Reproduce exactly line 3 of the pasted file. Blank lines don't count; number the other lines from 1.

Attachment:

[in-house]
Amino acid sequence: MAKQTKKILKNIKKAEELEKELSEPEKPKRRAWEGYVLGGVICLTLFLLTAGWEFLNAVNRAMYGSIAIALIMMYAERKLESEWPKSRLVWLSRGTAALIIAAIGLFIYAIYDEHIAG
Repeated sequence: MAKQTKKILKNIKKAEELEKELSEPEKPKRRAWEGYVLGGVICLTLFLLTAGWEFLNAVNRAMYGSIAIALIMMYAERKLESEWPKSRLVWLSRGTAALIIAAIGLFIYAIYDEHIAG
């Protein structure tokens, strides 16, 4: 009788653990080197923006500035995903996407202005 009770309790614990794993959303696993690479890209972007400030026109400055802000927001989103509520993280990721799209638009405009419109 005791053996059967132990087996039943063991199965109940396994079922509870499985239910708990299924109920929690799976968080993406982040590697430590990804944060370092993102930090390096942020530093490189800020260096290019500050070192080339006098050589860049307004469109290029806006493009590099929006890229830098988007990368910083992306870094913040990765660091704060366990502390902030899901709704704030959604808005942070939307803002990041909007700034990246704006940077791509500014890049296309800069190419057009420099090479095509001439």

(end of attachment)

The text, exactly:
Repeated sequence: MAKQTKKILKNIKKAEELEKELSEPEKPKRRAWEGYVLGGVICLTLFLLTAGWEFLNAVNRAMYGSIAIALIMMYAERKLESEWPKSRLVWLSRGTAALIIAAIGLFIYAIYDEHIAG